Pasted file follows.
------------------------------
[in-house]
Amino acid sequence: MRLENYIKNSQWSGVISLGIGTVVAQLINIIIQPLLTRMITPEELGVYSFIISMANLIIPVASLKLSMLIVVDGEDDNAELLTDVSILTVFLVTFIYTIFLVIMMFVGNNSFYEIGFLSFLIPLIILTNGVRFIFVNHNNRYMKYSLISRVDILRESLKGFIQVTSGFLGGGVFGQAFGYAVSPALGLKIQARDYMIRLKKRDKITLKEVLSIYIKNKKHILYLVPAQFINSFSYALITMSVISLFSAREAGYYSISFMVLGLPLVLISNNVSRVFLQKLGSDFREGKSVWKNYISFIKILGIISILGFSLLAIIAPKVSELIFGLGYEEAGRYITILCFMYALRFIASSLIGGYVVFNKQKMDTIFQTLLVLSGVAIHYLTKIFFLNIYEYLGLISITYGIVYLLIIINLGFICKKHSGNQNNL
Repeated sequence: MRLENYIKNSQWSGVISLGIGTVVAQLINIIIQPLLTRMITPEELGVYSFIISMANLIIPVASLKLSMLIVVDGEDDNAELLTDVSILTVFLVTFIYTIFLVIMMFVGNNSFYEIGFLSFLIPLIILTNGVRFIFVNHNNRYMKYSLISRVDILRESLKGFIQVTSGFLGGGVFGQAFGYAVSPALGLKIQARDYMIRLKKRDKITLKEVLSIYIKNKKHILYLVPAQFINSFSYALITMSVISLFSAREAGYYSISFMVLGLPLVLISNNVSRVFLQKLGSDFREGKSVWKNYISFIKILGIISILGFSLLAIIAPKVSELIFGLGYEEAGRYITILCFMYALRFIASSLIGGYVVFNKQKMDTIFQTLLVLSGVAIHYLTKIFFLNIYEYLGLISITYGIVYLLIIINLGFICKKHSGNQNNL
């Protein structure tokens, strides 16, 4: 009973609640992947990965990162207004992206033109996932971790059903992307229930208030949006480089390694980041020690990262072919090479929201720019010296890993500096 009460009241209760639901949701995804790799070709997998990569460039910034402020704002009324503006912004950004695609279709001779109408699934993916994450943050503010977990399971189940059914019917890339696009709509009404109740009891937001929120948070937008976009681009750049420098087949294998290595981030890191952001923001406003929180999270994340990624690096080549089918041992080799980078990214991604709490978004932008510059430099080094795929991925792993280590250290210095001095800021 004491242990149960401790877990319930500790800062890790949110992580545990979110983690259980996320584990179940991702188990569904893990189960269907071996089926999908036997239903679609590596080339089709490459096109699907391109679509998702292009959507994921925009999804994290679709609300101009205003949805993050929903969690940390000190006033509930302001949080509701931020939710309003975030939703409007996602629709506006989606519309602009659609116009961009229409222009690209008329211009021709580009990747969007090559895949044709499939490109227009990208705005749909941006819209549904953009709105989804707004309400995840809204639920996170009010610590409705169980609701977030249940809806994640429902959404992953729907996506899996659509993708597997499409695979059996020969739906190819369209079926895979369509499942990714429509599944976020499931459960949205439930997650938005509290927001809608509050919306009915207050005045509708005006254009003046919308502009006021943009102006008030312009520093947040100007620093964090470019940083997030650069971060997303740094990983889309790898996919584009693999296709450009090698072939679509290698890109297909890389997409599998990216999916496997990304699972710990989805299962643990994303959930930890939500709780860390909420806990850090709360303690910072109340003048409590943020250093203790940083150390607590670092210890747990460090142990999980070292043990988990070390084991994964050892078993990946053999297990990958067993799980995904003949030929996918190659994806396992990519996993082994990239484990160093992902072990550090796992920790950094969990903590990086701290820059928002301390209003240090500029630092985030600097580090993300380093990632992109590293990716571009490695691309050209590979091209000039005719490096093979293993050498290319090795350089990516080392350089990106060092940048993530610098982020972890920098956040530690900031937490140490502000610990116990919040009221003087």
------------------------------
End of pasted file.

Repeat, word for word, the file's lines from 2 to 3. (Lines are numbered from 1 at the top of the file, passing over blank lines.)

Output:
Amino acid sequence: MRLENYIKNSQWSGVISLGIGTVVAQLINIIIQPLLTRMITPEELGVYSFIISMANLIIPVASLKLSMLIVVDGEDDNAELLTDVSILTVFLVTFIYTIFLVIMMFVGNNSFYEIGFLSFLIPLIILTNGVRFIFVNHNNRYMKYSLISRVDILRESLKGFIQVTSGFLGGGVFGQAFGYAVSPALGLKIQARDYMIRLKKRDKITLKEVLSIYIKNKKHILYLVPAQFINSFSYALITMSVISLFSAREAGYYSISFMVLGLPLVLISNNVSRVFLQKLGSDFREGKSVWKNYISFIKILGIISILGFSLLAIIAPKVSELIFGLGYEEAGRYITILCFMYALRFIASSLIGGYVVFNKQKMDTIFQTLLVLSGVAIHYLTKIFFLNIYEYLGLISITYGIVYLLIIINLGFICKKHSGNQNNL
Repeated sequence: MRLENYIKNSQWSGVISLGIGTVVAQLINIIIQPLLTRMITPEELGVYSFIISMANLIIPVASLKLSMLIVVDGEDDNAELLTDVSILTVFLVTFIYTIFLVIMMFVGNNSFYEIGFLSFLIPLIILTNGVRFIFVNHNNRYMKYSLISRVDILRESLKGFIQVTSGFLGGGVFGQAFGYAVSPALGLKIQARDYMIRLKKRDKITLKEVLSIYIKNKKHILYLVPAQFINSFSYALITMSVISLFSAREAGYYSISFMVLGLPLVLISNNVSRVFLQKLGSDFREGKSVWKNYISFIKILGIISILGFSLLAIIAPKVSELIFGLGYEEAGRYITILCFMYALRFIASSLIGGYVVFNKQKMDTIFQTLLVLSGVAIHYLTKIFFLNIYEYLGLISITYGIVYLLIIINLGFICKKHSGNQNNL